The extraordinary resistance and resolve shown by Myanmar’s peoples, in the face of extreme violence by the tyrannical military junta, is awe-inspiring. Seeking a genuine federal democracy and basic human rights should not come at such a heavy cost in terms of loss of life, livelihoods, and economic burden. The international community must provide practical support to the CDM and General Strike to enable the people of Myanmar to continue their struggle to fulfil their democratic aspirations. Over three months since the attempted coup was launched, the junta’s violence triggered by the coup attempt and unfolding humanitarian crisis is a basic lesson in cause and effect. This illegal murderous junta must be stopped through cutting their sources of income and through coordinated international pressure, including targeted economic sanctions on military leadership and military affiliated business, a global arms embargo and a referral of Myanmar to the ICC to render justice and accountability to victims of the junta’s crimes. Simultaneously, increased international aid, particularly cross-border support, must be ramped up to mitigate the humanitarian crisis and the effects of COVID-19. This aid must be redirected away from the junta and to local humanitarian groups on the border to maximize the aid to the vulnerable populations and those most in need, including those fleeing the junta’s persecution. No more time can be spared. Swift and concrete actions must be taken to prevent this crisis from worsening and to support the people of Myanmar in their quest for federal democracy.
 One year following the 1988 pro-democracy uprising, the former military junta changed the country’s name from Burma to Myanmar overnight. Progressive Voice uses the term ‘Myanmar’ in acknowledgement that most people of the country use this term. However, the deception of inclusiveness and the historical process of coercion by the former State Peace and Development Council military regime into usage of ‘Myanmar’ rather than ‘Burma’ without the consent of the people is recognized and not forgotten. Thus, under certain circumstances, ‘Burma’ is used.
By 205 Global Civil Society Organizations
By ALTSEAN Burma, ASEAN Parliamentarians for Human Rights, FORUM-ASIA, Progressive Voice
By Burma Campaign UK
By Burma Human Rights Network
By CSO Working Group on MNHRC Reform, Asian NGO Network for National Human Rights Institution, 13 Regional Civil Society Organizations
By Diplomatic Missions (Australia, Canada, Czech Republic, Denmark, EU, Finland, France, Germany, Italy, Netherlands, New Zealand, Norway, Korea, Spain, Sweden, Switzerland, UK and U.S.)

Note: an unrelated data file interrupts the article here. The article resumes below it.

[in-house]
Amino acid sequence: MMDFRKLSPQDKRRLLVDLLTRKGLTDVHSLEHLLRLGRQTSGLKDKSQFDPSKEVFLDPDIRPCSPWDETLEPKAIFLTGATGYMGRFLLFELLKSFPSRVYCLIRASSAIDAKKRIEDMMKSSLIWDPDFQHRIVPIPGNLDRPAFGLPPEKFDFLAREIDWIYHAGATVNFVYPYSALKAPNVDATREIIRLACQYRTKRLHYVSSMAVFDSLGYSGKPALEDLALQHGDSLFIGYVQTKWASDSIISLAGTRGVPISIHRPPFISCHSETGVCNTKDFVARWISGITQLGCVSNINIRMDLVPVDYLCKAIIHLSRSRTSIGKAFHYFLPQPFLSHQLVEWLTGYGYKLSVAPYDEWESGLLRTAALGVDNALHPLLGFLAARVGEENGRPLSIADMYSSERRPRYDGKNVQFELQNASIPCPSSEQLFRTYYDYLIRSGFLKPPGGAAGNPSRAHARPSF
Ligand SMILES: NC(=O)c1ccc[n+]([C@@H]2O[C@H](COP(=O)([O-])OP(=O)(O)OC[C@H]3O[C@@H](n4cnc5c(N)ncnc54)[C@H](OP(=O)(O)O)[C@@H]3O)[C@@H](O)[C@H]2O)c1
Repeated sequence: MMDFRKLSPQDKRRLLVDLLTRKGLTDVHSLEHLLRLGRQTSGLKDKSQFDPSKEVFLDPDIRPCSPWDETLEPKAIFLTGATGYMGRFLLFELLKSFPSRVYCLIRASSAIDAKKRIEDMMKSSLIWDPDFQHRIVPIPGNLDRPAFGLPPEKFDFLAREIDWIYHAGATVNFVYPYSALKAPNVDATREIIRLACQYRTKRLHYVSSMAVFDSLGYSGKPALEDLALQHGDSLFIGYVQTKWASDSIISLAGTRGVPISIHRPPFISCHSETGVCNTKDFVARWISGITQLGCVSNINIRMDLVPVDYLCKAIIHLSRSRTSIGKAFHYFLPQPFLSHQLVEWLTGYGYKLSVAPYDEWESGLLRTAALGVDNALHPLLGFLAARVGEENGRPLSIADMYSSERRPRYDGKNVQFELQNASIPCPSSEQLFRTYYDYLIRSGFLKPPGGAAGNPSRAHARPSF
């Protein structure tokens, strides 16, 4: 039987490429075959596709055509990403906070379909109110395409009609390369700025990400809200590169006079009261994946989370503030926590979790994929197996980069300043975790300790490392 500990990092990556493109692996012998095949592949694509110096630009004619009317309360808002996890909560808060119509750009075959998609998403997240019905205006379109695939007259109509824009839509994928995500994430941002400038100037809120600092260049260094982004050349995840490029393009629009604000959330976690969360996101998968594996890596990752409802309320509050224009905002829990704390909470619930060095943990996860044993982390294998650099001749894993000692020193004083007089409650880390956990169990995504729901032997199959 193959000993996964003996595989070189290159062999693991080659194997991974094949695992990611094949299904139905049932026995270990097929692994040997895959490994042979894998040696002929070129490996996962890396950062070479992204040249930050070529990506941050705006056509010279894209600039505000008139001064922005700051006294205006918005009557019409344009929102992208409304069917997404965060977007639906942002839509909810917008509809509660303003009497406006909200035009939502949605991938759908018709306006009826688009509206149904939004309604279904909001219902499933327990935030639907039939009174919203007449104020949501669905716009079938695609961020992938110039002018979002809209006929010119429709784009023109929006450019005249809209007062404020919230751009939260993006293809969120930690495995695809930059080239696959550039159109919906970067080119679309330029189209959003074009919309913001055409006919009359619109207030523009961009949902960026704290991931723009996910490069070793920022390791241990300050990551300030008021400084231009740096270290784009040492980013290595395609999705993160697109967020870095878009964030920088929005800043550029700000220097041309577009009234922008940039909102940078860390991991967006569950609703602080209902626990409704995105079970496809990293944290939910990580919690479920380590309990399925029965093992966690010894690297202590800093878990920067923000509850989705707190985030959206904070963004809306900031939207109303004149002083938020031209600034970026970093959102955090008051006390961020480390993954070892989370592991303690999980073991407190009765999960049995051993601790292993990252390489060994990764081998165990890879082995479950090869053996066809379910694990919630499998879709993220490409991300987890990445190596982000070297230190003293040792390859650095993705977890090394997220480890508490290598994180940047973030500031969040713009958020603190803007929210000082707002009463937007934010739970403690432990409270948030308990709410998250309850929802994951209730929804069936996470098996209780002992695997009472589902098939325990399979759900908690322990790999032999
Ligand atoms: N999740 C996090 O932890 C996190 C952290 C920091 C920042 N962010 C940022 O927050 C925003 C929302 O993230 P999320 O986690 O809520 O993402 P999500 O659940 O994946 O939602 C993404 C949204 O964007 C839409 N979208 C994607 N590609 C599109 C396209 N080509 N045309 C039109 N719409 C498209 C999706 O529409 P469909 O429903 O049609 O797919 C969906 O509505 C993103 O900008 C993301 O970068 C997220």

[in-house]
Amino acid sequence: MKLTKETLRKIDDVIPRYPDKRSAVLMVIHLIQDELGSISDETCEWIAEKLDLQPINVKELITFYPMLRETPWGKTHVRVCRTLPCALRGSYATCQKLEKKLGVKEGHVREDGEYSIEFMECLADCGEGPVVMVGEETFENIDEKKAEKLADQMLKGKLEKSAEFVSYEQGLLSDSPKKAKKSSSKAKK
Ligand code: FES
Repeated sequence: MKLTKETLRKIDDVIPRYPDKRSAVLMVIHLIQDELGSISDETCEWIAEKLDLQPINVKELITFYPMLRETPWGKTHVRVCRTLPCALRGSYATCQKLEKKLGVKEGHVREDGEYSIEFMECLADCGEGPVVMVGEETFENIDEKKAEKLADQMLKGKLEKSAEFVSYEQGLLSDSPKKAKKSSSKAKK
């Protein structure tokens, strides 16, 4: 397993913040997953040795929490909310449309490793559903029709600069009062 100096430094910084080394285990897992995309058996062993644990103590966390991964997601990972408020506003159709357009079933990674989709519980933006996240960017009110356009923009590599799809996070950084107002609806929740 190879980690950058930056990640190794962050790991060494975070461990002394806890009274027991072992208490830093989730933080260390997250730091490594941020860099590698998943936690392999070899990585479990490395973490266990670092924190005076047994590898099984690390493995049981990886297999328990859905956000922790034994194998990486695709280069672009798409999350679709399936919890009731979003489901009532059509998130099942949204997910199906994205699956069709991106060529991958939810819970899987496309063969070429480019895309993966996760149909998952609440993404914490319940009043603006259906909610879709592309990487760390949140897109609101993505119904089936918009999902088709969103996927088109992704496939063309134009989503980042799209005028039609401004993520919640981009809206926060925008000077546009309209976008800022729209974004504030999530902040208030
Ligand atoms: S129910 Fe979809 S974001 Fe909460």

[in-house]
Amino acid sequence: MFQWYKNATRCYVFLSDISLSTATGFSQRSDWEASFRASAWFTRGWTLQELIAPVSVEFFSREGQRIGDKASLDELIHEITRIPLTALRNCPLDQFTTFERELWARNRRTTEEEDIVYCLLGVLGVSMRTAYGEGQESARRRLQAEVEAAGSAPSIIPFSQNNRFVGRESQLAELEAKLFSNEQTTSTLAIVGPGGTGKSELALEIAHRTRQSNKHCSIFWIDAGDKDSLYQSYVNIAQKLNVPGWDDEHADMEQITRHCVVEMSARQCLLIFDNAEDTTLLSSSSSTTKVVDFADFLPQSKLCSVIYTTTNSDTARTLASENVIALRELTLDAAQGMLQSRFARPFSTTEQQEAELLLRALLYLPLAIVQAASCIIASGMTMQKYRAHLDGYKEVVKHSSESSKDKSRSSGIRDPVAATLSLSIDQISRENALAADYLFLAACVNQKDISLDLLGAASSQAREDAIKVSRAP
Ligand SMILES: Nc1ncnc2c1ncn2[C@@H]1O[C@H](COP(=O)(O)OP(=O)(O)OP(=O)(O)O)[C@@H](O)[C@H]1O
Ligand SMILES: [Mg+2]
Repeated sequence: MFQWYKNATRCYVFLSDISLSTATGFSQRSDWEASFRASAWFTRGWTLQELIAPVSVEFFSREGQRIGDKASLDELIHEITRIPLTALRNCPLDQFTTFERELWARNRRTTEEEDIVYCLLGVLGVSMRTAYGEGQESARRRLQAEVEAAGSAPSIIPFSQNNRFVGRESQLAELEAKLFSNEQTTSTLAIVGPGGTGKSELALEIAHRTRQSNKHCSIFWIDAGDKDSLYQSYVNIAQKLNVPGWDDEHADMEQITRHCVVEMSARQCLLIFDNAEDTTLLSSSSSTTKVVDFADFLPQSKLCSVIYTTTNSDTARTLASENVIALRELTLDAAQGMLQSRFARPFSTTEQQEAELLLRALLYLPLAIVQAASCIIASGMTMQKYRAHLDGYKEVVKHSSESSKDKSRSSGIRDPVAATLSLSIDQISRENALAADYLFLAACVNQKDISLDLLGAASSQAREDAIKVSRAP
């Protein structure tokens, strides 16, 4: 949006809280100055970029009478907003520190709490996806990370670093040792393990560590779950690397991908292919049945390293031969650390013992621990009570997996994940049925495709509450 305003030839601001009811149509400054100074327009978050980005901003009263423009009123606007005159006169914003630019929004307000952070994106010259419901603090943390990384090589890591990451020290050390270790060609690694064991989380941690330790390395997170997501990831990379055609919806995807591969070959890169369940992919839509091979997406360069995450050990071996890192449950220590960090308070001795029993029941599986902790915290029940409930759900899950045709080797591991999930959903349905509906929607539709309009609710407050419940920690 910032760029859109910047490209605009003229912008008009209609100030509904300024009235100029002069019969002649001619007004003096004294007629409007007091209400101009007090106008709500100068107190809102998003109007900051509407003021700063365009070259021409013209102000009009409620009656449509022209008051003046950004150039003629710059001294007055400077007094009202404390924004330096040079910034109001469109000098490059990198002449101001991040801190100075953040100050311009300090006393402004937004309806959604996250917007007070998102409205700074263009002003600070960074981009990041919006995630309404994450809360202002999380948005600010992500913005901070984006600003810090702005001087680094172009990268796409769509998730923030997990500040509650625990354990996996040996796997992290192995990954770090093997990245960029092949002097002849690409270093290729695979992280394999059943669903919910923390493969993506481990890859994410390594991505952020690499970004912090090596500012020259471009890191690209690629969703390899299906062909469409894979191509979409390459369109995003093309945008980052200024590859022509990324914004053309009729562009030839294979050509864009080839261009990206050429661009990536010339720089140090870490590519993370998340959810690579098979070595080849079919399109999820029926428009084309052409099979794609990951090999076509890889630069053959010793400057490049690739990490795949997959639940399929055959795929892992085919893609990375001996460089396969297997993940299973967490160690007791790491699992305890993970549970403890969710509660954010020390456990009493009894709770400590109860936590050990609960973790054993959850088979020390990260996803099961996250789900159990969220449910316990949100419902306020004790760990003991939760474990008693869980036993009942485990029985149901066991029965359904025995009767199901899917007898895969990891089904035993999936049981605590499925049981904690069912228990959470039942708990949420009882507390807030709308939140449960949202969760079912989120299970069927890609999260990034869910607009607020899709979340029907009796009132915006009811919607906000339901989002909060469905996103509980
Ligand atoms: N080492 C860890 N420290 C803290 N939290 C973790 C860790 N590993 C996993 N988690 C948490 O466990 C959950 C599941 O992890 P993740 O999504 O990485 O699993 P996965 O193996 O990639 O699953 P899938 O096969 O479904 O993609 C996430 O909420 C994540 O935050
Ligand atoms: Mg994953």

By Ethnic Health Committee
By Free Burma Rangers
By Human Rights Watch
By Justice For Myanmar
By Justice For Myanmar
By Khin Ohmar, Progressive Voice
ရိုဟင်ဂျာလူထုများအား နိုင်ငံသားဖြစ်ခွင့်မပေးပါက NUG အားအသိအမှတ်ပြုရန် ခဲယဥ်းကြောင်း အမေရိကန်ပြည်ထောင်စု အောက်လွှတ်တော်အမတ်များက ဖိအားပေးခြင်းနှင့်ဆက်စပ်လျက် ၎င်းတို့အား အဘယ်ကြောင့် နိုင်ငံသားပေးသင့်ကြောင်း သုံးသပ်တင်ပြချက်။
By Legal Aid Network
By Myanmar Students’ Union in the UK & Éire
By National Unity Government of Myanmar
By Palaung State Liberation Front (PSLF/TNLA)
By Special Advisory Council for Myanmar
By Shan Human Rights Foundation
By Ta’ang Students and Youth Union, Ta’ang Women’s Organization, Ta’ang Legal Aid
By The Network of the People in the Salween River
By United Nations in Myanmar
By Women’s League of Burma and 47 Organizations and 102 Individuals
By Altsean-Burma, Burma Human Rights Network, Burmese Rohingya Organisation UK, Initiatives for International Dialogue, International Federation for Human Rights, Progressive Voice, US Campaign for Burma, and Women Peace Network
By Foreign and Development Ministers of the Group of Seven (G7)
By United Nations High Commissioner for Refugees
Progressive Voice is a participatory, rights-based policy research and advocacy organization that was born out of Burma Partnership. Burma Partnership officially ended its work on October 10, 2016 transitioning to a rights-based policy research and advocacy organization called Progressive Voice. For further information, please see our press release “Burma Partnership Celebrates Continuing Regional Solidarity for Burma and Embraces the Work Ahead for Progressive Voice.”